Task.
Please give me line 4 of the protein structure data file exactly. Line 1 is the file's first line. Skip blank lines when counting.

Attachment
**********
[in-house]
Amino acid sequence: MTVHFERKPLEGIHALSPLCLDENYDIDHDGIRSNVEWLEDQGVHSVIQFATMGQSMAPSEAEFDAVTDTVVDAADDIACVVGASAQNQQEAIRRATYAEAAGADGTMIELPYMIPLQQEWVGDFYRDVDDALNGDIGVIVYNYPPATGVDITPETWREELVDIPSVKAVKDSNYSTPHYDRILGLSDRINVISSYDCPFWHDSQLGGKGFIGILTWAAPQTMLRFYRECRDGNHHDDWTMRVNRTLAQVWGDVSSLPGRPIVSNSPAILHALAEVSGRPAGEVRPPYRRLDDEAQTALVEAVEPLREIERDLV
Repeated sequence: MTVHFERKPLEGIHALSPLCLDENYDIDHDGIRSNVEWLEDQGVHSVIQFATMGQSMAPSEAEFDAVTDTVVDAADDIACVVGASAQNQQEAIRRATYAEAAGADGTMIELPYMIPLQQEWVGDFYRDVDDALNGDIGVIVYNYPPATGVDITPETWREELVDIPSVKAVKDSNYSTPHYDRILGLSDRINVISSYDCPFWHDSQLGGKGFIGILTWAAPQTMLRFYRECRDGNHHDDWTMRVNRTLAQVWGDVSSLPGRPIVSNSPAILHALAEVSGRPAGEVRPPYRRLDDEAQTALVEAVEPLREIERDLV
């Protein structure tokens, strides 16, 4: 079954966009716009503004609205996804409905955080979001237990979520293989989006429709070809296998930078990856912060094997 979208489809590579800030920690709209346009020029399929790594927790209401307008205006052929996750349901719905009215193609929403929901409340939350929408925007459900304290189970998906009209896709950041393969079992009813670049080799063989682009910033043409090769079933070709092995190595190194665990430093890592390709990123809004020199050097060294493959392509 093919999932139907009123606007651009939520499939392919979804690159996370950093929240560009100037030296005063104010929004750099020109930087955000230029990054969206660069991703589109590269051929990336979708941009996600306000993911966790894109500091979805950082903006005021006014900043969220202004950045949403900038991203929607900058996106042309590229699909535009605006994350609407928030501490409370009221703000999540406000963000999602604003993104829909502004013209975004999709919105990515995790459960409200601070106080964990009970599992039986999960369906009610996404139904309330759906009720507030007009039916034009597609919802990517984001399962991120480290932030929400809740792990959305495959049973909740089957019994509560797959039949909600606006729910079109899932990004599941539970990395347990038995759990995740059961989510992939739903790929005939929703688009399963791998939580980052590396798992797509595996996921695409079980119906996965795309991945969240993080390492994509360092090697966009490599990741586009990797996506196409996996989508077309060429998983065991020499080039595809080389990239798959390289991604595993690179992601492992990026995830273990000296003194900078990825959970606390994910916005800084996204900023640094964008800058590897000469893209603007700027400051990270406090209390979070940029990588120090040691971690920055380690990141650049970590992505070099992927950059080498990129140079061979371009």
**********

């Protein structure tokens, strides 16, 4: 079954966009716009503004609205996804409905955080979001237990979520293989989006429709070809296998930078990856912060094997 979208489809590579800030920690709209346009020029399929790594927790209401307008205006052929996750349901719905009215193609929403929901409340939350929408925007459900304290189970998906009209896709950041393969079992009813670049080799063989682009910033043409090769079933070709092995190595190194665990430093890592390709990123809004020199050097060294493959392509 093919999932139907009123606007651009939520499939392919979804690159996370950093929240560009100037030296005063104010929004750099020109930087955000230029990054969206660069991703589109590269051929990336979708941009996600306000993911966790894109500091979805950082903006005021006014900043969220202004950045949403900038991203929607900058996106042309590229699909535009605006994350609407928030501490409370009221703000999540406000963000999602604003993104829909502004013209975004999709919105990515995790459960409200601070106080964990009970599992039986999960369906009610996404139904309330759906009720507030007009039916034009597609919802990517984001399962991120480290932030929400809740792990959305495959049973909740089957019994509560797959039949909600606006729910079109899932990004599941539970990395347990038995759990995740059961989510992939739903790929005939929703688009399963791998939580980052590396798992797509595996996921695409079980119906996965795309991945969240993080390492994509360092090697966009490599990741586009990797996506196409996996989508077309060429998983065991020499080039595809080389990239798959390289991604595993690179992601492992990026995830273990000296003194900078990825959970606390994910916005800084996204900023640094964008800058590897000469893209603007700027400051990270406090209390979070940029990588120090040691971690920055380690990141650049970590992505070099992927950059080498990129140079061979371009």